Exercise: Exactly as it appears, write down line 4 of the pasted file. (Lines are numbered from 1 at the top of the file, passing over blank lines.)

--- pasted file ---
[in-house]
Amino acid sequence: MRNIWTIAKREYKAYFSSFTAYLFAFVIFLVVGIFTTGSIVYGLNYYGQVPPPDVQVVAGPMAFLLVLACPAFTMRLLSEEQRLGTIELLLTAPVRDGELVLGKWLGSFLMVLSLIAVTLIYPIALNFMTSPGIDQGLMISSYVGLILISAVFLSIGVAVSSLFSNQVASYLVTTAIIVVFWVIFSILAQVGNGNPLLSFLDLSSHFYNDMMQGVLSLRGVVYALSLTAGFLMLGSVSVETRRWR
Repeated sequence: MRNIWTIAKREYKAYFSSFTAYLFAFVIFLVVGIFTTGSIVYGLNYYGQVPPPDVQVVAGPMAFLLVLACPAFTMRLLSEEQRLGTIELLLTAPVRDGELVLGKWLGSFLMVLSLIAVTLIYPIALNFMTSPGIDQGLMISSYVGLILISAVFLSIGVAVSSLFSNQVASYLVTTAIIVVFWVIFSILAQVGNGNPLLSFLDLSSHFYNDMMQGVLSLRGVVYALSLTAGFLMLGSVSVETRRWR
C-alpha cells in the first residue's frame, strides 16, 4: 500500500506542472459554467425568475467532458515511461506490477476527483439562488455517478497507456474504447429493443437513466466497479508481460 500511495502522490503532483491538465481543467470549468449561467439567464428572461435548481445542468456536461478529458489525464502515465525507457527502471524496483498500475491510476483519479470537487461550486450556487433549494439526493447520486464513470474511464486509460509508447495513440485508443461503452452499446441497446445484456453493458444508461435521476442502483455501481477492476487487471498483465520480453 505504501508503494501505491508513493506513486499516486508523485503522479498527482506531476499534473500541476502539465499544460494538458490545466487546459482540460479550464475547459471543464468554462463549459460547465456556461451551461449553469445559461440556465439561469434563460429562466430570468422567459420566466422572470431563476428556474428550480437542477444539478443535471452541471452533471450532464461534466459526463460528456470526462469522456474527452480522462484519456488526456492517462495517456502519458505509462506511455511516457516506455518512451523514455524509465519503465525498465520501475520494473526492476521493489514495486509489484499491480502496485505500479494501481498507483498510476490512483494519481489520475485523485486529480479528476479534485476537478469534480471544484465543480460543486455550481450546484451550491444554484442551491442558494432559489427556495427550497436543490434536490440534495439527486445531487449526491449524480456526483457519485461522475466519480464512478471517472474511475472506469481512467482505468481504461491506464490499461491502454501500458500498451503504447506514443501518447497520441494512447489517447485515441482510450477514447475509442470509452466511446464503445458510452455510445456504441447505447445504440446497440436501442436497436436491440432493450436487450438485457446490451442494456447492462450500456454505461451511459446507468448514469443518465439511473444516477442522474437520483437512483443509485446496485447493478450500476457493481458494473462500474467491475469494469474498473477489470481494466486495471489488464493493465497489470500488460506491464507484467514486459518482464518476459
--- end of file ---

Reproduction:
C-alpha cells in the first residue's frame, strides 16, 4: 500500500506542472459554467425568475467532458515511461506490477476527483439562488455517478497507456474504447429493443437513466466497479508481460 500511495502522490503532483491538465481543467470549468449561467439567464428572461435548481445542468456536461478529458489525464502515465525507457527502471524496483498500475491510476483519479470537487461550486450556487433549494439526493447520486464513470474511464486509460509508447495513440485508443461503452452499446441497446445484456453493458444508461435521476442502483455501481477492476487487471498483465520480453 505504501508503494501505491508513493506513486499516486508523485503522479498527482506531476499534473500541476502539465499544460494538458490545466487546459482540460479550464475547459471543464468554462463549459460547465456556461451551461449553469445559461440556465439561469434563460429562466430570468422567459420566466422572470431563476428556474428550480437542477444539478443535471452541471452533471450532464461534466459526463460528456470526462469522456474527452480522462484519456488526456492517462495517456502519458505509462506511455511516457516506455518512451523514455524509465519503465525498465520501475520494473526492476521493489514495486509489484499491480502496485505500479494501481498507483498510476490512483494519481489520475485523485486529480479528476479534485476537478469534480471544484465543480460543486455550481450546484451550491444554484442551491442558494432559489427556495427550497436543490434536490440534495439527486445531487449526491449524480456526483457519485461522475466519480464512478471517472474511475472506469481512467482505468481504461491506464490499461491502454501500458500498451503504447506514443501518447497520441494512447489517447485515441482510450477514447475509442470509452466511446464503445458510452455510445456504441447505447445504440446497440436501442436497436436491440432493450436487450438485457446490451442494456447492462450500456454505461451511459446507468448514469443518465439511473444516477442522474437520483437512483443509485446496485447493478450500476457493481458494473462500474467491475469494469474498473477489470481494466486495471489488464493493465497489470500488460506491464507484467514486459518482464518476459